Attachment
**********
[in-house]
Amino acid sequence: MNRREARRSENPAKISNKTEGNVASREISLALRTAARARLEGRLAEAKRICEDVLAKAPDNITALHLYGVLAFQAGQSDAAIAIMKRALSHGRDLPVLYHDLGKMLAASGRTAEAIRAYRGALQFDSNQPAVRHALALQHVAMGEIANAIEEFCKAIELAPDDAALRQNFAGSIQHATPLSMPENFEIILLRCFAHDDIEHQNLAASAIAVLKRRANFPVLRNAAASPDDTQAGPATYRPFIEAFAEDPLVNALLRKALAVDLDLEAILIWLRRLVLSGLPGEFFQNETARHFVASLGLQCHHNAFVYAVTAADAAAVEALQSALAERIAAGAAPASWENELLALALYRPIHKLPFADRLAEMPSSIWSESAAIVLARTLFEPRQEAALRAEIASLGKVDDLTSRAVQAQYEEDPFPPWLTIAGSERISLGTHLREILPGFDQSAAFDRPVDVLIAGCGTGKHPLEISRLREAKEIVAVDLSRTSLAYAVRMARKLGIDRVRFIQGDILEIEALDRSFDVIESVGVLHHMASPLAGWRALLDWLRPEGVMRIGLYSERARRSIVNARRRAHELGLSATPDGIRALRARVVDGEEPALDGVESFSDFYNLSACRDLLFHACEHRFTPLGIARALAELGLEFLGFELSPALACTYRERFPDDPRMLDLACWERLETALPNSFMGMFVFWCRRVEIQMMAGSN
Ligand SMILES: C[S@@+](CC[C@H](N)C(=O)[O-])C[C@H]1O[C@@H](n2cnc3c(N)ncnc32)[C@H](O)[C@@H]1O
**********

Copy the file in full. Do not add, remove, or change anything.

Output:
[in-house]
Amino acid sequence: MNRREARRSENPAKISNKTEGNVASREISLALRTAARARLEGRLAEAKRICEDVLAKAPDNITALHLYGVLAFQAGQSDAAIAIMKRALSHGRDLPVLYHDLGKMLAASGRTAEAIRAYRGALQFDSNQPAVRHALALQHVAMGEIANAIEEFCKAIELAPDDAALRQNFAGSIQHATPLSMPENFEIILLRCFAHDDIEHQNLAASAIAVLKRRANFPVLRNAAASPDDTQAGPATYRPFIEAFAEDPLVNALLRKALAVDLDLEAILIWLRRLVLSGLPGEFFQNETARHFVASLGLQCHHNAFVYAVTAADAAAVEALQSALAERIAAGAAPASWENELLALALYRPIHKLPFADRLAEMPSSIWSESAAIVLARTLFEPRQEAALRAEIASLGKVDDLTSRAVQAQYEEDPFPPWLTIAGSERISLGTHLREILPGFDQSAAFDRPVDVLIAGCGTGKHPLEISRLREAKEIVAVDLSRTSLAYAVRMARKLGIDRVRFIQGDILEIEALDRSFDVIESVGVLHHMASPLAGWRALLDWLRPEGVMRIGLYSERARRSIVNARRRAHELGLSATPDGIRALRARVVDGEEPALDGVESFSDFYNLSACRDLLFHACEHRFTPLGIARALAELGLEFLGFELSPALACTYRERFPDDPRMLDLACWERLETALPNSFMGMFVFWCRRVEIQMMAGSN
Ligand SMILES: C[S@@+](CC[C@H](N)C(=O)[O-])C[C@H]1O[C@@H](n2cnc3c(N)ncnc32)[C@H](O)[C@@H]1O